grandma's piano.

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I remember Auntie’s phone call, offering me Grandma’s piano.  If you want it, it’s yours, she’d said, as if gaining ownership of a 1950’s family relic was no big deal – another phone call made, another offer accepted.  I’d said a hearty yes-yes-yes without hesitation, this the piano my father and his three siblings all learned to read music on, malleable minds conjuring the difference between black and white, sharp and flat, octave and single-step note.

This, the piano my grandmother’s fingers effortlessly danced upon, the holiness of hymnal filling her house on the hill, the hilarity of ragtime that provided us with permission to grab hands and dance in the living room.

This, the object our family gathered around after meal times, when voices young and old joined together in magical eight-part harmony, our harmonies an extended prayer of praise.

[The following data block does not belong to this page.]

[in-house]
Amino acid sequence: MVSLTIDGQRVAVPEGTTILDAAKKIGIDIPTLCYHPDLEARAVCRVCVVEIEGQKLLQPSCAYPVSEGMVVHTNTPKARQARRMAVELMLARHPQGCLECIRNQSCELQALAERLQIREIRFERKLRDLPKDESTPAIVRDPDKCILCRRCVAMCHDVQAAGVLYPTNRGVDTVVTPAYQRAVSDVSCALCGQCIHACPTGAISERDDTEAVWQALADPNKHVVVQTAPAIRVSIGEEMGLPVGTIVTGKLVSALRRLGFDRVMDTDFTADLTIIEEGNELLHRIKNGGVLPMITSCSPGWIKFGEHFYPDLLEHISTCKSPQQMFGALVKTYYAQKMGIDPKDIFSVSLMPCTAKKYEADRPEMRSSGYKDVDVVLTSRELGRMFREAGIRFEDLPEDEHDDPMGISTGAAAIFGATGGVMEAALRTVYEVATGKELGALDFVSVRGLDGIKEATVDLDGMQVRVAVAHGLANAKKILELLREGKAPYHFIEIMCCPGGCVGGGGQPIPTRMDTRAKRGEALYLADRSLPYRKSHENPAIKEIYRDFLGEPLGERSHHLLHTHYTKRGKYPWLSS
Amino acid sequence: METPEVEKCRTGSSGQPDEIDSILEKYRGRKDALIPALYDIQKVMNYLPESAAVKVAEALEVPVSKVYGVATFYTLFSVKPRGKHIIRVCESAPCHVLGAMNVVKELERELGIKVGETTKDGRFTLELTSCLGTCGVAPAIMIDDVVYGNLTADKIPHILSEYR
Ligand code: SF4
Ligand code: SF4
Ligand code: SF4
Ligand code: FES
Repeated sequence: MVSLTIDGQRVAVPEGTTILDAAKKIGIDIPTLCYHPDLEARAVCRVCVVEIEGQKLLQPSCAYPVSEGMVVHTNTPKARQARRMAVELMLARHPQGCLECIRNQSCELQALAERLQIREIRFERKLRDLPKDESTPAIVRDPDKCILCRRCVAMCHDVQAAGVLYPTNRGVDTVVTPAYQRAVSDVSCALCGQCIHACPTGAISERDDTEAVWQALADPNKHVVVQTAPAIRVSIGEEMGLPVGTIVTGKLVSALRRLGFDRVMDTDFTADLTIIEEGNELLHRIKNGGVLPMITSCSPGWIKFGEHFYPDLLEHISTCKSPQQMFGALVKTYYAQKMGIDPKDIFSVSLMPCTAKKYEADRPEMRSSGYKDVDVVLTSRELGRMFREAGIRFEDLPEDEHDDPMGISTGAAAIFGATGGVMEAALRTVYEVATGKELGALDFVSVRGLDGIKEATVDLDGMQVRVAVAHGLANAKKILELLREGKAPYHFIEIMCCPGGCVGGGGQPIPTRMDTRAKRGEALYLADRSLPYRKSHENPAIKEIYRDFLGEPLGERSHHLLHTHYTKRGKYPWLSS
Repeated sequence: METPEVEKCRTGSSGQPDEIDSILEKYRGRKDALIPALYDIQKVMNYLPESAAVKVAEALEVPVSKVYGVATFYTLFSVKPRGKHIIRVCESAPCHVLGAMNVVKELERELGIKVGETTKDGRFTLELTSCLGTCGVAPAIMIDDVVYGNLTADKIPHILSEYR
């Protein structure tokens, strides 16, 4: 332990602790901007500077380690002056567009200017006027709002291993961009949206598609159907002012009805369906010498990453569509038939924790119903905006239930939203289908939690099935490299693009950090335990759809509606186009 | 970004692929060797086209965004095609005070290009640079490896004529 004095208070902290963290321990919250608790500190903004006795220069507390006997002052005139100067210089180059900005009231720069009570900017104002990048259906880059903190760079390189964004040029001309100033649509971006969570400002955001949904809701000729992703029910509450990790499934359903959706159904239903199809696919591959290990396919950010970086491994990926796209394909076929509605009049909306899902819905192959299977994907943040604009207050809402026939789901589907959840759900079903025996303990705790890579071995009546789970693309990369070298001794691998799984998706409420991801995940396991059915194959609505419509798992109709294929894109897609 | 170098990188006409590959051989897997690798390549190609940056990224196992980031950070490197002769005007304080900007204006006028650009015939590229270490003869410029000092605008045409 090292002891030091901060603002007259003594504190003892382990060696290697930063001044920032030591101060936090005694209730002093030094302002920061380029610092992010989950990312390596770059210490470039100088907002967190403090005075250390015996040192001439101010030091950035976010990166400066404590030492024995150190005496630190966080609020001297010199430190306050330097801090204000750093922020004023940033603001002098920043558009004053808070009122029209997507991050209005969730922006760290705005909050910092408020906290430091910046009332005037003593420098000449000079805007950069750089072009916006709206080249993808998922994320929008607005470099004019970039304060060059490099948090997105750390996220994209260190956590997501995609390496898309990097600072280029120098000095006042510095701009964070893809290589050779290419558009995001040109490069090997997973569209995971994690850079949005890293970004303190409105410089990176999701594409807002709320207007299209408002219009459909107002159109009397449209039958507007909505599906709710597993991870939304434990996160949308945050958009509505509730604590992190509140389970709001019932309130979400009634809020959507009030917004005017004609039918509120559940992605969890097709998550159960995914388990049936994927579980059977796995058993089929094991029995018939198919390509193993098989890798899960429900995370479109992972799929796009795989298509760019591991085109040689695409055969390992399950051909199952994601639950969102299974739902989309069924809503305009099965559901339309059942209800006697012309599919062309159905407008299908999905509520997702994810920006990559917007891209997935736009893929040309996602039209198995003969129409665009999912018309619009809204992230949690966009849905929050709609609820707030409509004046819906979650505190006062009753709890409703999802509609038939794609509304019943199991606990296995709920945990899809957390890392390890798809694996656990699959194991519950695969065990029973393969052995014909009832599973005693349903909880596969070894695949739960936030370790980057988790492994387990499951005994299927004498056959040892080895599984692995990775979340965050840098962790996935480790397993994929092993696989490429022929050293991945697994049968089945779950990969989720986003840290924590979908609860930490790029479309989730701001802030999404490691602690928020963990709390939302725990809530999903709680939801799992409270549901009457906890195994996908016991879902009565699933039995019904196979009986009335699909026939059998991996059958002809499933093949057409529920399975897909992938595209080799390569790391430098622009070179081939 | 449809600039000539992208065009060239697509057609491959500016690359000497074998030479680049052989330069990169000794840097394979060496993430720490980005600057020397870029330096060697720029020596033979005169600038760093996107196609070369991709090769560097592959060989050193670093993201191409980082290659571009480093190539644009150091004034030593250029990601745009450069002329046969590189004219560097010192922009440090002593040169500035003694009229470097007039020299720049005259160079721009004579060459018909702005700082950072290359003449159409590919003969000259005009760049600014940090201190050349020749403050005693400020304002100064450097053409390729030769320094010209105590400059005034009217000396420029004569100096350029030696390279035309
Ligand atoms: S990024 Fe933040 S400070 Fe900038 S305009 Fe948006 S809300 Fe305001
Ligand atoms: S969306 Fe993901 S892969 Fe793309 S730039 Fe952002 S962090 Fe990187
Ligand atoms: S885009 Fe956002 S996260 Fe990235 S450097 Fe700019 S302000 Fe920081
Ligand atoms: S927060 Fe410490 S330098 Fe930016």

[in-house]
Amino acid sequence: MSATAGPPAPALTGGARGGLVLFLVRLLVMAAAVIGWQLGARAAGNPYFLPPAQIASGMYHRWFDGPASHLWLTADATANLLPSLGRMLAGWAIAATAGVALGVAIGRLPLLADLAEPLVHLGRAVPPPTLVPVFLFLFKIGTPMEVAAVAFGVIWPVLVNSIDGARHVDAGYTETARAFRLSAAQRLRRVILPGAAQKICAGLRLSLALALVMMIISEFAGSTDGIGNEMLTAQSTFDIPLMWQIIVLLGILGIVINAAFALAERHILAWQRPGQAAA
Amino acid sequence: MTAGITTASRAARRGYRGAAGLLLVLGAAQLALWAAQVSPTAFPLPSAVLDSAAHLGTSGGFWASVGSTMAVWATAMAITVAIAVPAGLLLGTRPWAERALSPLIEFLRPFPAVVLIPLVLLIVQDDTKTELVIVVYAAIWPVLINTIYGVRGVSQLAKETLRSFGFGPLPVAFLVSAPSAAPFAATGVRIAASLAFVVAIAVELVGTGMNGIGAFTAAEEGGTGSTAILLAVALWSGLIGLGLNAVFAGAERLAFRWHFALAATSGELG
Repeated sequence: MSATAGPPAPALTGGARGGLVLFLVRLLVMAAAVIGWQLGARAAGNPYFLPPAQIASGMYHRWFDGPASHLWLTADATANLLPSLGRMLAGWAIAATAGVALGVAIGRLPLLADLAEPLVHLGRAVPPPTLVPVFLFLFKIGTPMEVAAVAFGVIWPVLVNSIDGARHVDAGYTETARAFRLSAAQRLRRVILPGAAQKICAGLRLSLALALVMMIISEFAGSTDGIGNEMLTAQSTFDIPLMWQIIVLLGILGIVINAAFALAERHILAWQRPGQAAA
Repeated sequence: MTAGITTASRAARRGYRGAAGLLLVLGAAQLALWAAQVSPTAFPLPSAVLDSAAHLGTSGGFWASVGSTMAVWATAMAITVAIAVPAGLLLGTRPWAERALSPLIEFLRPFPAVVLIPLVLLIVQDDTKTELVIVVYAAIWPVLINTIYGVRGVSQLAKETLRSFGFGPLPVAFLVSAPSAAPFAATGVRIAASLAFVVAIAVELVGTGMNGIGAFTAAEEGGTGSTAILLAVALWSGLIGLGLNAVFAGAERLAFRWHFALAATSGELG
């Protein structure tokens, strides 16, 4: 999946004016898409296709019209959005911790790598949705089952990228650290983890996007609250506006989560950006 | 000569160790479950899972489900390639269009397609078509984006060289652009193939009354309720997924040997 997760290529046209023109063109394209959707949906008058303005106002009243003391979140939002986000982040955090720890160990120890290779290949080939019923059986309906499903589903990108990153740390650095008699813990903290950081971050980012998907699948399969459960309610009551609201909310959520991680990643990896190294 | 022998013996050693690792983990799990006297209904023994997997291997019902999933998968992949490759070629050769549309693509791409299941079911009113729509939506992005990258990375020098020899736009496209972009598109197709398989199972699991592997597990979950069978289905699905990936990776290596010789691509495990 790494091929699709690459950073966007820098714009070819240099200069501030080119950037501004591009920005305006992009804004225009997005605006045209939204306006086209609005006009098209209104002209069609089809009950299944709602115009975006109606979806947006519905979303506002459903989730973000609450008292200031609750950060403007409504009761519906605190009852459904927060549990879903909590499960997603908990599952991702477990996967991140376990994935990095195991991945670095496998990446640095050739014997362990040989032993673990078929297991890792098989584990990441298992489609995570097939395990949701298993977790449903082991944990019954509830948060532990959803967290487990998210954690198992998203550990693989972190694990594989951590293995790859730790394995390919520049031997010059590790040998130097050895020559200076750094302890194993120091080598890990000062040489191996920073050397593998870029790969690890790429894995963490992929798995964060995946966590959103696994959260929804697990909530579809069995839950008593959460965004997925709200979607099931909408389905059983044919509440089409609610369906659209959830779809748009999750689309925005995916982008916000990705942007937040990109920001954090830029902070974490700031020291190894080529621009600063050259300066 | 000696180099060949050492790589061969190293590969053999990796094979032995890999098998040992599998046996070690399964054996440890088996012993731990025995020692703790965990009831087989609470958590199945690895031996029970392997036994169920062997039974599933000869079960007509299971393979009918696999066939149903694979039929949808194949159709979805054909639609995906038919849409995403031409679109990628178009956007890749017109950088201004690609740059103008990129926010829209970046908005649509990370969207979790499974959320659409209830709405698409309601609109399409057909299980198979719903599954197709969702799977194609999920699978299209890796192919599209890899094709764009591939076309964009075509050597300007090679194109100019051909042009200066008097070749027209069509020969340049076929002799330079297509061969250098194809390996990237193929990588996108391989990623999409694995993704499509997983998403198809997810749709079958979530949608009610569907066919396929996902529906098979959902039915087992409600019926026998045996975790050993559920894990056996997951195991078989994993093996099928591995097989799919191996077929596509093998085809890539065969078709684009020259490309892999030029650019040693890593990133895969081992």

Really, we didn’t see Grandma and Grandpa more than once or twice a year, when weather and Dad’s vacation time and money permitted.  But then there we were again: passing through Auburn and Grass Valley and Nevada City, driving up North Bloomfield Road toward their yellow ranch house.  Scrambling out of the car, we’d bound across concrete steps, pausing first to examine our names carved in once-wet cement, flinging our bodies into wide, welcoming arms.  Once inside, I’d waste no time.  I’d head straight for the piano.

“Are you practicing everyday, Cara?” Grandma Mac would ask ten-year-old me, her feet trailing behind my own.  Scooting me to the edge of the bench, she’d nestle beside me, two warm butts fitting squarely on 30 x 14 inches of wood.  I’d nod my head firmly, cheeks reddening as I wiped sweaty palms on blue jeans.  Dry fingers, dry! I’d command seemingly drippy appendages.  Then, with heart pounding, I’d give her my best, fingers outstretched, back straight, shoulders relaxed.  I’d play “Fur Elise” or “Allegro in G,” because I just wanted to make her proud, I just wanted to please my grandma.

Oh friends, this is just the beginning of the story.  I’m delighted to write today for my friend Cara Strickland, whom I not-so-secretly call The Other Cara.  This is part of a series called [de]tales, about that single object that tells more than a single story.  So click here and read the rest!

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